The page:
This argument is one that moves us yet further away from the established narrative of collective decline and humiliation (zillat) that has often acted as the backdrop to studies of Islamic society in post-1857 India. Instead, the atmosphere within the emerging “Islamic public” presented here through the interrogation of Sharar’s publications is one of vibrancy and vitality rather than stagnation. The opportunities presented by print, we are told, initiated an “aura of newness” and “excitement” (p. 25) within these new publics, with periodical printing in particular being the facilitator of major social changes, among them the creation of new audiences, the traversing of former geographical and social limitations on communication and social organization, and the reconceptualization of understandings of space and belonging.
Earlier chapters of the thesis, with a close focus on Sharar himself and the wider printed public in which he participated, focus on these intertwined narratives of new professionalisms, fresh associational publics and nascent forums of debate and discussion. Later chapters, though, begin to hint at the limits to Sharar’s professional strategy. As the boundaries between religious communities began to crystallize from the tail-end of the nineteenth century onwards, Sharar’s attempt to speak to the wider qaum (community or nation) of readers became susceptible both to challenge or to interpretation through particular communal prisms. In this context, Sharar’s attempts to look to Lucknow’s history to create an alternative “counter-public” immune to such new binds of partisanship were, of course, a failure, as well as being open to criticism for describing a mythologized world that even Sharar himself had never seen. Sharar’s “politics of nostalgia” (p. 30), while having deeply informed evocations of Lucknow in both academic scholarship and popular renderings ever since, ultimately failed as a compelling prescriptive vision, in no small part because of the fluidity and fluctuations of the fast-changing Urdu public sphere of which they were a part.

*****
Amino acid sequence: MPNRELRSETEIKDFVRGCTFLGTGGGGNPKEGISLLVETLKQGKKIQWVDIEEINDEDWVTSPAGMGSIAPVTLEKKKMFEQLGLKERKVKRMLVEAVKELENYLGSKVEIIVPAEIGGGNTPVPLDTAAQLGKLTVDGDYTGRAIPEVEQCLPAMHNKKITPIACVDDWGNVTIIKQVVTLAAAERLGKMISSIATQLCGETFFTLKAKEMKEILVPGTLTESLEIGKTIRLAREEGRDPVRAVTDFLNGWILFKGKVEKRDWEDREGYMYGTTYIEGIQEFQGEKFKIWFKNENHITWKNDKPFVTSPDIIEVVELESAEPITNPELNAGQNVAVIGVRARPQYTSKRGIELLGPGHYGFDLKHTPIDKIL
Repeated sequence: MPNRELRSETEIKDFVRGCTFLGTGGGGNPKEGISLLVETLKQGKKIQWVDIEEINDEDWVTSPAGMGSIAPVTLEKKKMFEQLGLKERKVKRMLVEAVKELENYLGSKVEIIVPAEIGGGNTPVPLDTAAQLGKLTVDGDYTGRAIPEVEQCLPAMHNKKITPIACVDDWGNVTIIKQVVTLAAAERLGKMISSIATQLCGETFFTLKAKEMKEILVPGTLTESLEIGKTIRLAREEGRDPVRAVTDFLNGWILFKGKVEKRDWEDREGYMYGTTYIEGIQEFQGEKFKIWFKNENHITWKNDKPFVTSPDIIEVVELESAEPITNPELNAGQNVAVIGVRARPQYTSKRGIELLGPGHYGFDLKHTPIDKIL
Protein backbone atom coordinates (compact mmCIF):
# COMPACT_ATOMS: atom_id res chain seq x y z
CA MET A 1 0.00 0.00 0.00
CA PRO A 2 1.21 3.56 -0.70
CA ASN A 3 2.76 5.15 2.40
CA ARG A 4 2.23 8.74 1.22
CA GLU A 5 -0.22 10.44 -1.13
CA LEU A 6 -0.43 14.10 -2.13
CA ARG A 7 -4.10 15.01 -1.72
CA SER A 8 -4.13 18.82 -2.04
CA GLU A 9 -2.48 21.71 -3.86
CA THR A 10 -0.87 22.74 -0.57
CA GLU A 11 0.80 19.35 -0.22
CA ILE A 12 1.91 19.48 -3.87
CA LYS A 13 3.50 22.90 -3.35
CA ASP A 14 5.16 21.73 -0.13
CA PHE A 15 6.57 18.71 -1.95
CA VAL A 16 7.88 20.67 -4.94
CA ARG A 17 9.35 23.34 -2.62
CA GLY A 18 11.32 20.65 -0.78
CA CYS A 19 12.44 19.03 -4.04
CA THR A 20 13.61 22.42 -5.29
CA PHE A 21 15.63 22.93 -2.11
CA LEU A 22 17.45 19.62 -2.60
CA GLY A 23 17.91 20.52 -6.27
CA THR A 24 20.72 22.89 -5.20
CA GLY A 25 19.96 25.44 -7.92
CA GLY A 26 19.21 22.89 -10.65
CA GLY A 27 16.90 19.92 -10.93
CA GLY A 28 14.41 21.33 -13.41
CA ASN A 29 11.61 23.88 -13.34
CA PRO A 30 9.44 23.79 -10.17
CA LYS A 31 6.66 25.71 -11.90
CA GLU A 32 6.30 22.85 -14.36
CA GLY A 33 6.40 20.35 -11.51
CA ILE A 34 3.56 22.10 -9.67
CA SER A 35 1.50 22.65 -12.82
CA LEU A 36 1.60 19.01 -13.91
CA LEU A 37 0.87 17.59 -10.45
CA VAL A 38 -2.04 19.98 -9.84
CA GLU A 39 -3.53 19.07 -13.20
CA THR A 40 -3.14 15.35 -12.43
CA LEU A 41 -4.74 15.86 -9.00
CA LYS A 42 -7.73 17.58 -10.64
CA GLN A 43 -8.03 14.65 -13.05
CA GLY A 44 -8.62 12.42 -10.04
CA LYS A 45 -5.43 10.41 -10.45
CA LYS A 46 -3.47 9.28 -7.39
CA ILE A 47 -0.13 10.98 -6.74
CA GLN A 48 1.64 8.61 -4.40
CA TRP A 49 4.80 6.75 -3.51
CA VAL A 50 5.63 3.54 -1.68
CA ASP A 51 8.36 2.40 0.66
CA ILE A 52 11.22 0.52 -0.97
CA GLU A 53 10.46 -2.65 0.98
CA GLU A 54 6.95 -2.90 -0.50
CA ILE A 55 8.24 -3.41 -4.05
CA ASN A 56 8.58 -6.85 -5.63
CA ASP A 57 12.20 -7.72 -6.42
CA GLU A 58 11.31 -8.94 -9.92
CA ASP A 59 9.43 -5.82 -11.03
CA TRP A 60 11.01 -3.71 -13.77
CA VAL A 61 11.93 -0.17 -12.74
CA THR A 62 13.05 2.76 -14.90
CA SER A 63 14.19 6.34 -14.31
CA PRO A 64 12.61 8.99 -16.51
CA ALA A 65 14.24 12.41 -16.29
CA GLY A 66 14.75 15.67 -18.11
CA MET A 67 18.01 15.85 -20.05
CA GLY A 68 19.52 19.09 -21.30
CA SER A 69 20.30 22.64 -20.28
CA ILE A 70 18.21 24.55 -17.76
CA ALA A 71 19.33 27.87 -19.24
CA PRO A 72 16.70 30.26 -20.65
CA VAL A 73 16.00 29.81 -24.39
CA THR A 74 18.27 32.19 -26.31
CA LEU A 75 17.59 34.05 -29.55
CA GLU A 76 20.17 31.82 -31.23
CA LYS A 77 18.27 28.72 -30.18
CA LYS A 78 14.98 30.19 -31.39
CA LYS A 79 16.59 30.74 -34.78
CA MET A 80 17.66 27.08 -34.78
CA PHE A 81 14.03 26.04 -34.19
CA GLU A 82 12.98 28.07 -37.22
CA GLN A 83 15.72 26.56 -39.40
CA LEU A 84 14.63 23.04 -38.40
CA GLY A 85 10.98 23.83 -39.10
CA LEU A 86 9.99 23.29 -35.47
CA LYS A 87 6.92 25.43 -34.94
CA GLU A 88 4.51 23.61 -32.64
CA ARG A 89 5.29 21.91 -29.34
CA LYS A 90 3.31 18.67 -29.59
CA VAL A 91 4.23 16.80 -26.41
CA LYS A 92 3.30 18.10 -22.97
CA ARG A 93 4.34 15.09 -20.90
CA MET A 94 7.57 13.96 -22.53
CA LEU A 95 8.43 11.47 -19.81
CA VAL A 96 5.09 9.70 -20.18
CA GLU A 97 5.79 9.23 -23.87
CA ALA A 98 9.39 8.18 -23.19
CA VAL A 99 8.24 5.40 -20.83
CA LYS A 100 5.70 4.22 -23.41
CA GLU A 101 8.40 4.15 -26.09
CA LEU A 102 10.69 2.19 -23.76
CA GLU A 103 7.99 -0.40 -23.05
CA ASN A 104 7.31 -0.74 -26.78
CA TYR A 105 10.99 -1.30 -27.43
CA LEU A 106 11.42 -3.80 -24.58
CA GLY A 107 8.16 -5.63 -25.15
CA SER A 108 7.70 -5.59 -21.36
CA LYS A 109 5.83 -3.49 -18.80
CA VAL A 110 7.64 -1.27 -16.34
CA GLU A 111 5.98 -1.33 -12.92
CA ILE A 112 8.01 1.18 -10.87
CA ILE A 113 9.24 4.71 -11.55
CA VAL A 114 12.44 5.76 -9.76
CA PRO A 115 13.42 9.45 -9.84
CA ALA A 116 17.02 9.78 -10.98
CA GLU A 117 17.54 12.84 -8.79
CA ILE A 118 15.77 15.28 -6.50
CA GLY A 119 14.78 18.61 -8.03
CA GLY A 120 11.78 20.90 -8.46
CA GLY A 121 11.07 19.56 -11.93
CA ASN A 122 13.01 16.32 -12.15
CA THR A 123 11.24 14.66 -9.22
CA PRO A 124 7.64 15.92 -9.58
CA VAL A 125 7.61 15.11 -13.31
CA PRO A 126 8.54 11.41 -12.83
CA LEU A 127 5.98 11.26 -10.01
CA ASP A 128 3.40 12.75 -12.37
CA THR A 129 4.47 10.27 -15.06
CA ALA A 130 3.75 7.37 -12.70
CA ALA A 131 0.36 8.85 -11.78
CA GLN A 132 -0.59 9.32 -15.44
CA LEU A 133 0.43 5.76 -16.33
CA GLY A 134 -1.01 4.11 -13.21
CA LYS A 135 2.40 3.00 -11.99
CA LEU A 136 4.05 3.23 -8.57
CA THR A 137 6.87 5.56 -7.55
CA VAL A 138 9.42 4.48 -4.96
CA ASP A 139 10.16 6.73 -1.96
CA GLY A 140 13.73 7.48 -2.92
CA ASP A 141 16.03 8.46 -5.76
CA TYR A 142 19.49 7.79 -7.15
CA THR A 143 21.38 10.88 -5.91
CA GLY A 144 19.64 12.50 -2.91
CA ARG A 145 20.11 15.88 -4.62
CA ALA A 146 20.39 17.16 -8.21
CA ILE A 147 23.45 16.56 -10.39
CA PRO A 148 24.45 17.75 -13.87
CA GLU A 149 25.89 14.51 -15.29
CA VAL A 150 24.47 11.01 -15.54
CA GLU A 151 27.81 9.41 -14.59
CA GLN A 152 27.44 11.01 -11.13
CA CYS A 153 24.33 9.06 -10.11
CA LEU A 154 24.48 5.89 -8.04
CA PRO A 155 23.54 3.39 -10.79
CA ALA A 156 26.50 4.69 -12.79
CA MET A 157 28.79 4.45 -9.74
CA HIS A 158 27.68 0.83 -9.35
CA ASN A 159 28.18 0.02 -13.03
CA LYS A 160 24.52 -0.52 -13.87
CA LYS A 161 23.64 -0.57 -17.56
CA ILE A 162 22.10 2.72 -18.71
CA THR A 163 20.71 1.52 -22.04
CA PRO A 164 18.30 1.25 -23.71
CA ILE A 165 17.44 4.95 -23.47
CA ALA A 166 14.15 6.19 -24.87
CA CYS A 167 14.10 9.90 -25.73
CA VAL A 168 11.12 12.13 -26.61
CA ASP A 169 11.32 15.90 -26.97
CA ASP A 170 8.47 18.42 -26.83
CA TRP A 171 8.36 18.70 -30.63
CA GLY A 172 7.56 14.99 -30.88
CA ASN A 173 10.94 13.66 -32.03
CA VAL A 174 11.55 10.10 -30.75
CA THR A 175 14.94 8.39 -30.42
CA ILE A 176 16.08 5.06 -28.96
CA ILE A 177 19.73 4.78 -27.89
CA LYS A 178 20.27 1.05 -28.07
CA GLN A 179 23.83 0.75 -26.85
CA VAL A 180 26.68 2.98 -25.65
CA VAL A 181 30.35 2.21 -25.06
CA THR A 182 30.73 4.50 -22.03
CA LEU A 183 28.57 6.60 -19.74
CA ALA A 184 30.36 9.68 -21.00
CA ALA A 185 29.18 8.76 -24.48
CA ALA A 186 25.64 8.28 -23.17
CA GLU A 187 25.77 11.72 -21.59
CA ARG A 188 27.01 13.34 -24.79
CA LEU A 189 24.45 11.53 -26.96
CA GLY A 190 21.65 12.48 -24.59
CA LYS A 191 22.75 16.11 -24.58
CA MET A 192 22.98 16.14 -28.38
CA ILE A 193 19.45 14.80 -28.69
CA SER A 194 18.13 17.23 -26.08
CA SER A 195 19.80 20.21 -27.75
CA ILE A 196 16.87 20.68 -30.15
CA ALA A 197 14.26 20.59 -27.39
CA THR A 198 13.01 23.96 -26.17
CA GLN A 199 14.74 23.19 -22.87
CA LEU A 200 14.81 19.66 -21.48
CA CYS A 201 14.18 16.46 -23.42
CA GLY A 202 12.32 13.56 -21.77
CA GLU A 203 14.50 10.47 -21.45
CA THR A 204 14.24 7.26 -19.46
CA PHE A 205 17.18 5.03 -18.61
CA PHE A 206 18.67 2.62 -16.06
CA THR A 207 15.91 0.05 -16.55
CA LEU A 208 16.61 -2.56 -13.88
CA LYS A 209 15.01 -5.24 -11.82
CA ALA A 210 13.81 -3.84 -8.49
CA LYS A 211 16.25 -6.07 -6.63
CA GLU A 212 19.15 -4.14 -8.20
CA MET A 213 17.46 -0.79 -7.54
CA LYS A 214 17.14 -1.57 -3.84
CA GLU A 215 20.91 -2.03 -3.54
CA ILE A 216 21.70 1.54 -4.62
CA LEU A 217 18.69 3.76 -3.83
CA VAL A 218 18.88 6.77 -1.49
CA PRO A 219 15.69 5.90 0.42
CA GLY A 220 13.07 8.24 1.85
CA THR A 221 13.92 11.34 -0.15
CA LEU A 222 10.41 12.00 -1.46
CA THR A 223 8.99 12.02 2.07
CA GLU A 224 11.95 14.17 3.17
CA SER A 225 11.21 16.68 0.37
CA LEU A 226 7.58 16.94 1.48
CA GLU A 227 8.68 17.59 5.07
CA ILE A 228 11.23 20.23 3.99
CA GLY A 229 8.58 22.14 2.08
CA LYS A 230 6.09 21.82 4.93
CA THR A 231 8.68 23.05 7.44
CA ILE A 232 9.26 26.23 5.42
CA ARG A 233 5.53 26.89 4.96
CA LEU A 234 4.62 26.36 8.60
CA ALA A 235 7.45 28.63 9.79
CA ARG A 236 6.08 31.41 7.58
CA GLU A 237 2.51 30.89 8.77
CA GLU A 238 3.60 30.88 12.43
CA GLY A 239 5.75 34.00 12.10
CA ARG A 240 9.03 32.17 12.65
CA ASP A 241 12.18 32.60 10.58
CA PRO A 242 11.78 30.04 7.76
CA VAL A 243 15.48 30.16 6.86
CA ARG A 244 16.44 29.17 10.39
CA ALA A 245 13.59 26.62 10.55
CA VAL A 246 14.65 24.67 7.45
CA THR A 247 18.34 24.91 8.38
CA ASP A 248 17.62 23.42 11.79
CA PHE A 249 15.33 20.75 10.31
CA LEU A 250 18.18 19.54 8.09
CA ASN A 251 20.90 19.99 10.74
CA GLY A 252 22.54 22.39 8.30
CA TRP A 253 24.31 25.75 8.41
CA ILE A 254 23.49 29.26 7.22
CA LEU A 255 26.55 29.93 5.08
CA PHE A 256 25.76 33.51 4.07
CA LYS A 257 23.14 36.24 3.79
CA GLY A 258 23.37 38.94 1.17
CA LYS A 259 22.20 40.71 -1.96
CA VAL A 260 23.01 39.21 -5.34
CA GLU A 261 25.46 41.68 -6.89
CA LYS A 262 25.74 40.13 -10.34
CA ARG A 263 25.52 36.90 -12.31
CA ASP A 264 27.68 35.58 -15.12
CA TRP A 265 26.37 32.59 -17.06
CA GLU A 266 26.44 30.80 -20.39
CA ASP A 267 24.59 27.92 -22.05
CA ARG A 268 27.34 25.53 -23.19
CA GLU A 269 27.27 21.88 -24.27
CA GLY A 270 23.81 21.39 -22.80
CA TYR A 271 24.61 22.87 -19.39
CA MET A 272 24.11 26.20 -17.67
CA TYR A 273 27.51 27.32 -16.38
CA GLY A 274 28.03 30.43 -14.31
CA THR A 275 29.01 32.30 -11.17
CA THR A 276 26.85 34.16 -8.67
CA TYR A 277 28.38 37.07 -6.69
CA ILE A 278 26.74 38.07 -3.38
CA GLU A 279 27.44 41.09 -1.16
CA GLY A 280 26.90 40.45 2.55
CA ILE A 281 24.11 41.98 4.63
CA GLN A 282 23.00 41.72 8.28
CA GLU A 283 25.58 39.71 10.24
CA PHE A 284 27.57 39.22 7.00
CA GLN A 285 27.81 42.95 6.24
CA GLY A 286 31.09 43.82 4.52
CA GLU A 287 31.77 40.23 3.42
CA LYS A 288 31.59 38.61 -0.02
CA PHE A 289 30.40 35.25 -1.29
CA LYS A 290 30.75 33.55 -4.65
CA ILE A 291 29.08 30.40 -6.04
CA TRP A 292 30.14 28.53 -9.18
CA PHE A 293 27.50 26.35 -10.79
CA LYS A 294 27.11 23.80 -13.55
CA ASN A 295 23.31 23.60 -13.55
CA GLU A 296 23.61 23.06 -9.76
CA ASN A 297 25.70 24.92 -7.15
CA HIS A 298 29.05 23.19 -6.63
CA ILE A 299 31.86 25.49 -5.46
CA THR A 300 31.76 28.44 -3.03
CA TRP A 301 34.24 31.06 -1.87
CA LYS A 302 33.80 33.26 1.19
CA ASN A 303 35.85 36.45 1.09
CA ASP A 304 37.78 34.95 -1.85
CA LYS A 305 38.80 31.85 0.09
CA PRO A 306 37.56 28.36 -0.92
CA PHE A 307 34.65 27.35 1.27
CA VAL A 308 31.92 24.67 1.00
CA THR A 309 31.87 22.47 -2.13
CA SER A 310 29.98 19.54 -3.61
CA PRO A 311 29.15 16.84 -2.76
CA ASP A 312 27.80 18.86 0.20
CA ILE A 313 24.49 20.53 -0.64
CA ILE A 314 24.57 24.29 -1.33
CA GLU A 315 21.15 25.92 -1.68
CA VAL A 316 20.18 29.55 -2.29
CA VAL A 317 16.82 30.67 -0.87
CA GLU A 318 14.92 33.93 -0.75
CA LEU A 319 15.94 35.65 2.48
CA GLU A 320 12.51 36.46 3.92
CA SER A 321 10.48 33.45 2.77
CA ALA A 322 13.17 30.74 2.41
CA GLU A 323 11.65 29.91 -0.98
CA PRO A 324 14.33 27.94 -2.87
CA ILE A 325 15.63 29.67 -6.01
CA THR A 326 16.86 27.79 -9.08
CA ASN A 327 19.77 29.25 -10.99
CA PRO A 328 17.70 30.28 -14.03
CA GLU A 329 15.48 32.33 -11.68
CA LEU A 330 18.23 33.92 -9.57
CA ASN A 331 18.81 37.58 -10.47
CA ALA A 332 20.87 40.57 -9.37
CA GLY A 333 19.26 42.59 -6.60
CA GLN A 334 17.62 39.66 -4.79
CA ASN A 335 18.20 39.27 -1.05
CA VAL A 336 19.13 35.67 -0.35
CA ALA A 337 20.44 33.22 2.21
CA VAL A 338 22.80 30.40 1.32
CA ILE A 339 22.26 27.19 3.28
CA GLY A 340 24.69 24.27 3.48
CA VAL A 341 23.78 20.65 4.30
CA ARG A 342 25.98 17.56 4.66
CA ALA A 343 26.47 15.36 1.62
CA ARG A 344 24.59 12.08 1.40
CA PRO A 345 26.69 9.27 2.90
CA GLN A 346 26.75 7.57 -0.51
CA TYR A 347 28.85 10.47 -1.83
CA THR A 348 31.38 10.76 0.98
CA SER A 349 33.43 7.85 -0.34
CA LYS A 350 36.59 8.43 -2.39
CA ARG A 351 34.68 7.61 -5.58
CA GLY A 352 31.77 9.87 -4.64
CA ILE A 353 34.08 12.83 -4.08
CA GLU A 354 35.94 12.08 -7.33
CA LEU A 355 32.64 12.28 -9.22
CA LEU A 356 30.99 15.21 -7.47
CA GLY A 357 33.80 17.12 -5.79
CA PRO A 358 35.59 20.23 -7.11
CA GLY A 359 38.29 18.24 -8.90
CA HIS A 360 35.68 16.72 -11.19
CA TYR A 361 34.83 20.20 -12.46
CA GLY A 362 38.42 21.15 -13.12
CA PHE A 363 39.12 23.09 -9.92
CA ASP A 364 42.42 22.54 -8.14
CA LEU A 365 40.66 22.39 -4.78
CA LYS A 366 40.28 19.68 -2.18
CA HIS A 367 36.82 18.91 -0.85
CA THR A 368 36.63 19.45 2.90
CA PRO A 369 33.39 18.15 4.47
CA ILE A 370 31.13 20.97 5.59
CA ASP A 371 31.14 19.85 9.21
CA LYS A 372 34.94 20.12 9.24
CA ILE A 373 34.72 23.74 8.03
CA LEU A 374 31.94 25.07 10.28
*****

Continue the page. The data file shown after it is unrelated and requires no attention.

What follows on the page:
The manuscript is extremely erudite, focused, supremely well-researched, and attractively written, with no small hint of the fondness for its geographical center that is quite typical of many studies of Lucknow. It will also surely become a highly valuable monograph. A final, but important, point on which the author is to be congratulated is for his obvious innovation in locating an untapped body of source material, identifying enough stray issues of Dil Gudaz in various South Asian libraries to catalog something not distant from a full run. Such is a heavy lesson for the many scholars who have fallen back on reprinted compilations of articles, or indeed on the colonial archive of Native Newspaper Reports put before colonial provincial governors, as sources for a study of colonial India’s vernacular print culture. While others have aspired to capture the full and changing life of an influential periodical publication as a means of exploring the lives of both its publishers and its consuming public, few have been able to do so with such novelty or effectiveness. It is thus for its empirical riches, as well as its argument, that the thesis will be of value to scholars.
Department of History
University of Exeter
Numerous contemporaneous Urdu periodicals, e.g. Dil Gudaz, Urdu-i-Mu‘alla, Awadh Akhbar
‘Abdul Halim Sharar, Guzushta Lucknow and various other historical works and journalistic pieces.
Prose and poetry of numerous other Muslim intellectuals, writers and social reformists, e.g. Sayyid Ahmad Khan, Altaf Husain Hali, Sayyid Abdul Hayy, etc.
University of Pennsylvania. 2011. 404 pp. Primary Advisor: Daud Ali.
Image: Photograph taken by Ryan Perkins. University of Chicago Special Collections Research Center.